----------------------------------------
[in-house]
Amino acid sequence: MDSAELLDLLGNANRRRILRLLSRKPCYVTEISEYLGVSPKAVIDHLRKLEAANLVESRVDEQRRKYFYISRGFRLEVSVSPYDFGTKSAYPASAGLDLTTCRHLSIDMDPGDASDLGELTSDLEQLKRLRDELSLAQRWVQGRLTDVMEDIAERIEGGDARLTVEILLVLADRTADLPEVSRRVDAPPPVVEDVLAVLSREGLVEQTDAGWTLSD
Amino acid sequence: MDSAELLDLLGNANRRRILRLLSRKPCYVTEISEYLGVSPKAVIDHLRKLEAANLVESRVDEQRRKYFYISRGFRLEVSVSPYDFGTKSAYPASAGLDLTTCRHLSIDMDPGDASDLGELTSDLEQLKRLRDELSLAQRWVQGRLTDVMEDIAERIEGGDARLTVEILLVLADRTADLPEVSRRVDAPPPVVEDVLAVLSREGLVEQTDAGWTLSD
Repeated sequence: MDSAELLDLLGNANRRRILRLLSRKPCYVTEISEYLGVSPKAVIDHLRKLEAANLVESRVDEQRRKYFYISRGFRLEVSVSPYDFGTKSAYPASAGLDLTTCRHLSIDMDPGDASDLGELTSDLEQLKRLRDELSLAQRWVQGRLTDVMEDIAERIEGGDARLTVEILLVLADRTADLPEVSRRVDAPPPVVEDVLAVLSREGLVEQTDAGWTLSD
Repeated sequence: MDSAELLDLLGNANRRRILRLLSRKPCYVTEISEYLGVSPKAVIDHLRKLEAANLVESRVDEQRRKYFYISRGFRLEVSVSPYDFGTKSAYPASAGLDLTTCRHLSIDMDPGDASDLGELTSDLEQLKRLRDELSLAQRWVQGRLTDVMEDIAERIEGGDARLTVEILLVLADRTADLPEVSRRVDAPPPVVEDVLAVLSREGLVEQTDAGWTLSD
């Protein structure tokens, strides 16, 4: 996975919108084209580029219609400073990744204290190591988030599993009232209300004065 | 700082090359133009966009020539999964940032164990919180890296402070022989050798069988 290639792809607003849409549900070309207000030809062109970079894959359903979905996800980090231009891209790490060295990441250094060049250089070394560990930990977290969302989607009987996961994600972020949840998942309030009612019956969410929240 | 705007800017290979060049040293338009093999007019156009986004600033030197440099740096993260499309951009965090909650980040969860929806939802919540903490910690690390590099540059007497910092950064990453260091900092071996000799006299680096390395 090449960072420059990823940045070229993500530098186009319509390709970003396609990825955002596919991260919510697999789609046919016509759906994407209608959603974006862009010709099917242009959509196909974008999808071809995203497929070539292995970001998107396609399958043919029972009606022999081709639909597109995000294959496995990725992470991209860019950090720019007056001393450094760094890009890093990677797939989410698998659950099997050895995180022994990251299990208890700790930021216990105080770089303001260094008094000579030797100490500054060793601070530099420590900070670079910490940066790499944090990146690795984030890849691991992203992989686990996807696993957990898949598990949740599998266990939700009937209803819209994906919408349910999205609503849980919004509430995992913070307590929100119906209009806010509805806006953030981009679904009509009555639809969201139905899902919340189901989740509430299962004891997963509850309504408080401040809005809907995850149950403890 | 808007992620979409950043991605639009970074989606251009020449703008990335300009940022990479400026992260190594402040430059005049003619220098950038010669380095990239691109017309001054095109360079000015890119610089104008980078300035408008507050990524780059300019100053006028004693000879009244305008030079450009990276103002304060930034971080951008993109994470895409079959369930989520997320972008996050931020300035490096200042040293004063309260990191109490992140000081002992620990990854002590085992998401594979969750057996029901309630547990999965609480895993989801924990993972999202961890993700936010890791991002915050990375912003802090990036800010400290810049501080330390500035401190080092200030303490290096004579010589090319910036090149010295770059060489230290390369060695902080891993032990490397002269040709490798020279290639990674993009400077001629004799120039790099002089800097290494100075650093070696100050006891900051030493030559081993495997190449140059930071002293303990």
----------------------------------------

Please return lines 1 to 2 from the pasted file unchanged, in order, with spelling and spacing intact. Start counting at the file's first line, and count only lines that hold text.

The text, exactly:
[in-house]
Amino acid sequence: MDSAELLDLLGNANRRRILRLLSRKPCYVTEISEYLGVSPKAVIDHLRKLEAANLVESRVDEQRRKYFYISRGFRLEVSVSPYDFGTKSAYPASAGLDLTTCRHLSIDMDPGDASDLGELTSDLEQLKRLRDELSLAQRWVQGRLTDVMEDIAERIEGGDARLTVEILLVLADRTADLPEVSRRVDAPPPVVEDVLAVLSREGLVEQTDAGWTLSD